Tue, Jul 16, 2019 at 09:00 AM
Summertime is perfect for relaxing around the grill -- make sure you follow these great tips from the CDC to make sure food poisonings does not become an uninvited guest.
Grilling out is great any time of year, but summertime always sees an uptick in outdoor cooking activity. Whether it's at home, at picnics, on vacation or for other occasions, there’s something about firing up the grill that adds a festive mood to any get-together.
Food safety is always something to remember, and it’s especially important to keep in mind when grilling is involved. Here’s a great checklist provided by the CDC to help make sure your cookouts result it great fun and flavors, without any illness due to improper food handing and preparation.
Following these four simple steps at home — Clean, Separate, Cook, and Chill — can help protect you and your loved ones from food poisoning.
◦ Germs that cause food poisoning can survive in many places and spread around your kitchen.
◦ Wash hands for 20 seconds with soap and water before, during, and after preparing food and before eating.
◦ Wash your utensils, cutting boards, and countertops with hot, soapy water.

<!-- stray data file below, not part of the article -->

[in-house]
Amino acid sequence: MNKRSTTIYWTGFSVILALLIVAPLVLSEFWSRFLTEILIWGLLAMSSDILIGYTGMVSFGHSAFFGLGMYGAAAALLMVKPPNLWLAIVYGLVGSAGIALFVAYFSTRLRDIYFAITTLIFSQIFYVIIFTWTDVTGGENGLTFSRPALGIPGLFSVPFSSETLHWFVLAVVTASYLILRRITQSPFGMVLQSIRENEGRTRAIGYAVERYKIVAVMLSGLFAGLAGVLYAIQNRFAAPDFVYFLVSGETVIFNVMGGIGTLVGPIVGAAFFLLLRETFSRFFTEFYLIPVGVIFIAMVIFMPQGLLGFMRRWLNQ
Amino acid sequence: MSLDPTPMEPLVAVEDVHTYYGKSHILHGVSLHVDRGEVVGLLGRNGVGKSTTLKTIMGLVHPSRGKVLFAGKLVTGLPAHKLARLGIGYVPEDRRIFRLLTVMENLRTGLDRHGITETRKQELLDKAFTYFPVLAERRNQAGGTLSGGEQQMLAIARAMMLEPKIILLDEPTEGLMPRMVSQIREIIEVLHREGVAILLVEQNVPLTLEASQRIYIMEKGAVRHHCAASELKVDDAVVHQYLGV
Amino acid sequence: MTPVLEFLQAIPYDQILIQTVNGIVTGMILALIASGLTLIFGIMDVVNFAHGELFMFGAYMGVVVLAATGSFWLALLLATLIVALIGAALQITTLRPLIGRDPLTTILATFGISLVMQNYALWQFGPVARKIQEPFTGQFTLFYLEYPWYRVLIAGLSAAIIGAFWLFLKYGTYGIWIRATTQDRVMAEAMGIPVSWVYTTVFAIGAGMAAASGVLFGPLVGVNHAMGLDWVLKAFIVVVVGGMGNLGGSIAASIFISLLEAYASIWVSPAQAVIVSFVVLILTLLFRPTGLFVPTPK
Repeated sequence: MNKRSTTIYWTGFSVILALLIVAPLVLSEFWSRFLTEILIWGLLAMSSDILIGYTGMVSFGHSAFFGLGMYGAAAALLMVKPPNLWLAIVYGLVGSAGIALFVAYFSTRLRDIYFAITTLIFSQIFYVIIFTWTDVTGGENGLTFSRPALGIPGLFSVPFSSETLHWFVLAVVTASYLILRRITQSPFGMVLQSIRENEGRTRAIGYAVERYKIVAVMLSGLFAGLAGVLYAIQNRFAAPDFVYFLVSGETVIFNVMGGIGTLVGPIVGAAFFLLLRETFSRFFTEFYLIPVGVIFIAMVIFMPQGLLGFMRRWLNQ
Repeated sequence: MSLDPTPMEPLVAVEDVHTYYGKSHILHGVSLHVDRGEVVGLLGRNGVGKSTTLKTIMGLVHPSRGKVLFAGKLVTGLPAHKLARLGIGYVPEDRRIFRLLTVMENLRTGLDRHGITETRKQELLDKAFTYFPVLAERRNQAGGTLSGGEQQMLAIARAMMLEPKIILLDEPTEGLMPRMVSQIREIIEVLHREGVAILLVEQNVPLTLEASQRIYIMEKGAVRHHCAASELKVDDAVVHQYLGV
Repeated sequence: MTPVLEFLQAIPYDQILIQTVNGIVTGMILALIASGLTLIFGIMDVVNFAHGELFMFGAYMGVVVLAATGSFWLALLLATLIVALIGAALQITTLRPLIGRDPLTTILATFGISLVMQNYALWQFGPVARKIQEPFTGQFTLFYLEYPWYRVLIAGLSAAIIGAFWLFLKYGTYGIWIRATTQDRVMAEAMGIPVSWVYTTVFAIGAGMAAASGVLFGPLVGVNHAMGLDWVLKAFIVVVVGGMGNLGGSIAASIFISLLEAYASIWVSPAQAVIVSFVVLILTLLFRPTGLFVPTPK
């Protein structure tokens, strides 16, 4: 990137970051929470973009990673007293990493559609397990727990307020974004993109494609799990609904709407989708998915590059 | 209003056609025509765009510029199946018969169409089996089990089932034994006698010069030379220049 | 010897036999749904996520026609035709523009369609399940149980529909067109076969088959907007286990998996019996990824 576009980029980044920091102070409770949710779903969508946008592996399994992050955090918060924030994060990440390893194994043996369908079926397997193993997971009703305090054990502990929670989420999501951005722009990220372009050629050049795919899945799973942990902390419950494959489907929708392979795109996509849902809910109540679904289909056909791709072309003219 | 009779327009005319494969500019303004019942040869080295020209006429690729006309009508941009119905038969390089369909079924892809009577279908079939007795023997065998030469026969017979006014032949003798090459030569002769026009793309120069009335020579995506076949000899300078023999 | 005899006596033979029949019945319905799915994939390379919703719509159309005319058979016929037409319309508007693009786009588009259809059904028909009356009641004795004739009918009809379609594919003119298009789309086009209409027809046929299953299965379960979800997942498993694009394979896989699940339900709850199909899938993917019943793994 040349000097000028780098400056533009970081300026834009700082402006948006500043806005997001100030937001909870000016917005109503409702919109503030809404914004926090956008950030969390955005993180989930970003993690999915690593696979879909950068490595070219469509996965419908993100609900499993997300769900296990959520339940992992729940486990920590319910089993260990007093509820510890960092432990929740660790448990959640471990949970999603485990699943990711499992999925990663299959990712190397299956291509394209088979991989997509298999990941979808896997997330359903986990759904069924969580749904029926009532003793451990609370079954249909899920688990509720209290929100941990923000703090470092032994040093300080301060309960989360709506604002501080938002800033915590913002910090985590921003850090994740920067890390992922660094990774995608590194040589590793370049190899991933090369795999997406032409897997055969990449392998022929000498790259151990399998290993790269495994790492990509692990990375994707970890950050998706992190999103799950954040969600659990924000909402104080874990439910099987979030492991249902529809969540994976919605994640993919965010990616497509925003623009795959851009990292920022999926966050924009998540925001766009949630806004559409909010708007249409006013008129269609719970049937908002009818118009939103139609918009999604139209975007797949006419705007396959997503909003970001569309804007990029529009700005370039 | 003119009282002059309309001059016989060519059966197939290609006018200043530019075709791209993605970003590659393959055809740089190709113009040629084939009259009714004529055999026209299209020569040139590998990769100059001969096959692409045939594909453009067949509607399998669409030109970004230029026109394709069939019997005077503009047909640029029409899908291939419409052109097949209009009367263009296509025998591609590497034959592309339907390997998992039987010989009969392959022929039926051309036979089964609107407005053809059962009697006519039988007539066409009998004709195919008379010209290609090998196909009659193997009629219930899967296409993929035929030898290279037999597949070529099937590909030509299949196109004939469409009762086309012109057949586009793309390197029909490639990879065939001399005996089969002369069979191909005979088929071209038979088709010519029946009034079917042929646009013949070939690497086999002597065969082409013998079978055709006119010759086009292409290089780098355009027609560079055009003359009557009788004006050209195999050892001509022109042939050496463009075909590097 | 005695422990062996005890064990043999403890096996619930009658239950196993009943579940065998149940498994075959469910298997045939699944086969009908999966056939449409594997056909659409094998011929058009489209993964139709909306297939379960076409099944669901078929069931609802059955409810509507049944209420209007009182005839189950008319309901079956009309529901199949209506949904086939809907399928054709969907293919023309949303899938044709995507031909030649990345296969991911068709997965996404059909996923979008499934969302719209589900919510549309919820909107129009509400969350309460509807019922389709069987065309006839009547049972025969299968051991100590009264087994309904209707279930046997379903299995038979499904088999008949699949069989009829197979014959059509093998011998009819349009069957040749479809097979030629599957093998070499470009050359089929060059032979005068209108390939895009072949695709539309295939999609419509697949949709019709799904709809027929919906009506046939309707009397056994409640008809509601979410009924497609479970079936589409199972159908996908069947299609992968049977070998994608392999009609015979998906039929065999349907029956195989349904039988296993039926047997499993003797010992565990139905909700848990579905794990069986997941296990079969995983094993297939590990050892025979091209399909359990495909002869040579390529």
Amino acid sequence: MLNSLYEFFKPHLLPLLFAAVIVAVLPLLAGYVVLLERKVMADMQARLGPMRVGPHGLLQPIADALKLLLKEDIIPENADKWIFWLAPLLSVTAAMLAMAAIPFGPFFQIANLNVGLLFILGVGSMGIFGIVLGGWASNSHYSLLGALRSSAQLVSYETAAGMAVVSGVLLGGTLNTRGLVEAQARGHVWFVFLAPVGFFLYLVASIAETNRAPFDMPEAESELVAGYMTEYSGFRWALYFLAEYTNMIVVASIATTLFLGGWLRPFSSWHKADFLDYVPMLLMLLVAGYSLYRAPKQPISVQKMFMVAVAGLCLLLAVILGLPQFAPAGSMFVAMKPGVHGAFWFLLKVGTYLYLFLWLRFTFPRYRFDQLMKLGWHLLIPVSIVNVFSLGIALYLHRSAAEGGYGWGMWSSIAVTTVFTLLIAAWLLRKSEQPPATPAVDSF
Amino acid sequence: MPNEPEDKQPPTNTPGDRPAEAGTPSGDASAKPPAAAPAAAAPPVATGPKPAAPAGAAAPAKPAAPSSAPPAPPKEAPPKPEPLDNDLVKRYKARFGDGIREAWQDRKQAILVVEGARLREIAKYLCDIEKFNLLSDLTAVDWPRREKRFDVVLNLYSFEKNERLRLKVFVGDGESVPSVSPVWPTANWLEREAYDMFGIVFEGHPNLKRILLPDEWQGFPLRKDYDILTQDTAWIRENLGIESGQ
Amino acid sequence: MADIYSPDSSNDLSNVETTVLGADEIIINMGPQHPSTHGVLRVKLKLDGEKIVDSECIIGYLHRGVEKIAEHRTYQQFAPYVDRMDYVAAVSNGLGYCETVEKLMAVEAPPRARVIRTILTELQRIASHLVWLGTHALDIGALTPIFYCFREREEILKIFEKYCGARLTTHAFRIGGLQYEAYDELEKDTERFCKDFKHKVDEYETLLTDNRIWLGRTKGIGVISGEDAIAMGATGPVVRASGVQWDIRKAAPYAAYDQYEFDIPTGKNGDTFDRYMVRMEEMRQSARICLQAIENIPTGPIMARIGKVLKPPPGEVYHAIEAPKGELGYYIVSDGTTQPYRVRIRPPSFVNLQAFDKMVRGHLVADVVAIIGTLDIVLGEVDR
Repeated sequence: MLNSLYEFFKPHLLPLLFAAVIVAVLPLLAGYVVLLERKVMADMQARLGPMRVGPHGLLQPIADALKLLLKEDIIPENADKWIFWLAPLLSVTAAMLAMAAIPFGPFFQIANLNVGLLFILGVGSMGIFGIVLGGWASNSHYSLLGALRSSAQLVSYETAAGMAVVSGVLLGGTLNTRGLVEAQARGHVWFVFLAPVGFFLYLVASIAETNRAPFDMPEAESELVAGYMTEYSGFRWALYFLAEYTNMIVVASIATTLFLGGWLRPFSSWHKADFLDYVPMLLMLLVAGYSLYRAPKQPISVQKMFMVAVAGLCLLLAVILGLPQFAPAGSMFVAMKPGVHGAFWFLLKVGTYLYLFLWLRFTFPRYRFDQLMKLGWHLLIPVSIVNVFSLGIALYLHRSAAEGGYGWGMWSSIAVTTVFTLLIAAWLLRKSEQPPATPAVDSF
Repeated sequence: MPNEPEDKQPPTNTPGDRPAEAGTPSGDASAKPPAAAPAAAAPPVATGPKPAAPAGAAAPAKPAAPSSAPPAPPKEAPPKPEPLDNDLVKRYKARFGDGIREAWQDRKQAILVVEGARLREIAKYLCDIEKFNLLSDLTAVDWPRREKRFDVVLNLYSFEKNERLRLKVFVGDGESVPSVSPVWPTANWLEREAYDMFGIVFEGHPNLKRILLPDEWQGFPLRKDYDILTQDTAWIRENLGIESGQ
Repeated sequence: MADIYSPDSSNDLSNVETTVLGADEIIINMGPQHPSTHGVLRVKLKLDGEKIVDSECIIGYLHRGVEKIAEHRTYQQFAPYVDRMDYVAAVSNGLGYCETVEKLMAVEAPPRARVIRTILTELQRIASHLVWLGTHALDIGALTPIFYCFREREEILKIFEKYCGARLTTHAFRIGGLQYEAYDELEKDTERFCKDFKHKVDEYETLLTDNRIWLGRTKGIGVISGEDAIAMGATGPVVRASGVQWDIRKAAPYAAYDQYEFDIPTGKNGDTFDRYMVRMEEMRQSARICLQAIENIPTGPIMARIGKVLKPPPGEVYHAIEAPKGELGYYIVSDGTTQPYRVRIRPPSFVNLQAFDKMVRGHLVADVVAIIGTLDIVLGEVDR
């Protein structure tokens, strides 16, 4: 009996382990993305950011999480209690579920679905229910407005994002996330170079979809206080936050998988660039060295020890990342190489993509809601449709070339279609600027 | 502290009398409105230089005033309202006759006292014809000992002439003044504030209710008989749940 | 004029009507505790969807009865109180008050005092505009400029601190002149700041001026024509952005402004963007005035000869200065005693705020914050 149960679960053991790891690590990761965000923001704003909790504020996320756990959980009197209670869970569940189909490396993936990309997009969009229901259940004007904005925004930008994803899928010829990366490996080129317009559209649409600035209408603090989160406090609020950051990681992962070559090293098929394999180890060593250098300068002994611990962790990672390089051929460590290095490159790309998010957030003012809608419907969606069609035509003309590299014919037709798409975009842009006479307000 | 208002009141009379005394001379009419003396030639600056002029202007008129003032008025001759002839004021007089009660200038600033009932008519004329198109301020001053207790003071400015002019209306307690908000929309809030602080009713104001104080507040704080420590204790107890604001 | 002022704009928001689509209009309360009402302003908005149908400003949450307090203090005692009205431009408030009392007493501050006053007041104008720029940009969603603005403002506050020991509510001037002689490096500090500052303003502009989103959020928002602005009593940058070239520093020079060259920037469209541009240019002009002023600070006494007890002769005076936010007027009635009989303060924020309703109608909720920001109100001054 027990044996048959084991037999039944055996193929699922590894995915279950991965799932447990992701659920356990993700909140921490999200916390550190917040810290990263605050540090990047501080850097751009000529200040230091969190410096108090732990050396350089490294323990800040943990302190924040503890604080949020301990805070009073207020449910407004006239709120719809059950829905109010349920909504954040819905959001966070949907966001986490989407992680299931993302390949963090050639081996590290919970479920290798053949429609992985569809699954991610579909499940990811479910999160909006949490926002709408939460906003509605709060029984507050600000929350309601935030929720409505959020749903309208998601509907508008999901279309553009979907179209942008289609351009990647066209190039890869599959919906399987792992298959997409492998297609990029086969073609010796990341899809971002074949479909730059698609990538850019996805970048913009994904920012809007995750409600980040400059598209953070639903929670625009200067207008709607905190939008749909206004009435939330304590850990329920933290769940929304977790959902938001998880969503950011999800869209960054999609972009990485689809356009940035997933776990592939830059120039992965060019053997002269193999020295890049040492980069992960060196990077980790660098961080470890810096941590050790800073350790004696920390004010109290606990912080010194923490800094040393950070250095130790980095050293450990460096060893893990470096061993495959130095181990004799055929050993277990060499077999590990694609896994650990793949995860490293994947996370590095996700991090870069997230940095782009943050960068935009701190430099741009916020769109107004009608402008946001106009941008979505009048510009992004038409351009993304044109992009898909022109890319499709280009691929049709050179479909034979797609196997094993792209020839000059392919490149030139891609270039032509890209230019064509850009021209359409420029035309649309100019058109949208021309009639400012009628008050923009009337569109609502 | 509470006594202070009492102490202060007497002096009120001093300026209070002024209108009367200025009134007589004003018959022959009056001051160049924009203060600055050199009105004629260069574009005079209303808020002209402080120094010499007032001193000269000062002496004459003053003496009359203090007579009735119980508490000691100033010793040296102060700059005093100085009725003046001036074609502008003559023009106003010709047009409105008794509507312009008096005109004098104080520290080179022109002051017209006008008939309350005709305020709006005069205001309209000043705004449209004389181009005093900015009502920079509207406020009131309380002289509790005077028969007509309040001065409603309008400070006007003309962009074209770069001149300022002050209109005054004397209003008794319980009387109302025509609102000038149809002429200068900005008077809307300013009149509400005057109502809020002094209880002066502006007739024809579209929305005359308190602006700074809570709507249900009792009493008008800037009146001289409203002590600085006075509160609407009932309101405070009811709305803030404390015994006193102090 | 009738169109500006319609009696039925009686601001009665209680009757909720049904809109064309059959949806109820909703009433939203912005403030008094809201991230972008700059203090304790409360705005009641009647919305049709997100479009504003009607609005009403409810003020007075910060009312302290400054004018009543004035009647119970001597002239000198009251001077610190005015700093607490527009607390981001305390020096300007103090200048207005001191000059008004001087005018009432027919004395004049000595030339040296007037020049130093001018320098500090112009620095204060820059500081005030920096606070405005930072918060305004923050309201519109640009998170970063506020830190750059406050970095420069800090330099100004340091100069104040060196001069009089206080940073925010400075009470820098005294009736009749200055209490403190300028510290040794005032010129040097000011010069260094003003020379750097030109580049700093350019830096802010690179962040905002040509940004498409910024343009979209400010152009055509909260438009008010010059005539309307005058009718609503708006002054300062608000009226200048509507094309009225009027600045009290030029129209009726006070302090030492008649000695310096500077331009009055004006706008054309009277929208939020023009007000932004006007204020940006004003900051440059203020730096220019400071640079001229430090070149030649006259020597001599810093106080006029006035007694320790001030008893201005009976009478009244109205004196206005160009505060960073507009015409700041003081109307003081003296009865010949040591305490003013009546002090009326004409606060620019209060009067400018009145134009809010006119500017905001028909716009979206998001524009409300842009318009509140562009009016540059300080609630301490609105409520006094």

◦ Rinse fresh fruits and vegetables under running water.
◦ Raw meat, poultry, seafood, and eggs can spread germs to ready-to-eat foods—unless you keep them separate.
▪ Use separate cutting boards and plates for raw meat, poultry, and seafood.
▪ When grocery shopping, keep raw meat, poultry, seafood, and their juices away from other foods.
▪ Keep raw meat, poultry, seafood, and eggs separate from all other foods in the fridge.
◦ Food is safely cooked when the internal temperature gets high enough to kill germs that can make you sick. The only way to tell if food is safely cooked is to use a food thermometer. You can’t tell if food is safely cooked by checking its color and texture.
◦ Use a food thermometer to ensure foods are cooked to a safe internal temperature. Check this chart for a detailed list of foods and temperatures
▪ 145°F for whole cuts of beef, pork, veal, and lamb (then allow the meat to rest for 3 minutes before carving or eating)
▪ 160°F for ground meats, such as beef and pork
▪ 165°F for all poultry, including ground chicken and turkey
▪ 165°F for leftovers and casseroles
▪ 145°F for fresh ham (raw)
▪ 145°F for fin fish or cook until flesh is opaque
Bacteria can multiply rapidly if left at room temperature or in the “Danger Zone” between 40°F and 140°F. Never leave perishable food out for more than 2 hours (or 1 hour if it’s hotter than 90° F outside).
◦ Keep your refrigerator below 40°F and know when to throw food outexternal icon
◦ Refrigerate perishable food within 2 hours. (If outdoor temperature is above 90°F, refrigerate within 1 hour.)
◦ Thaw frozen food safely in the refrigerator, in cold water, or in the microwave. Never thaw foods on the counter, because bacteria multiply quickly in the parts of the food that reach room temperature.
For more valuable tips on food-related health and safety, follow the links at the bottom of the CDC page here — http://bit.ly/CDCSafeGrilling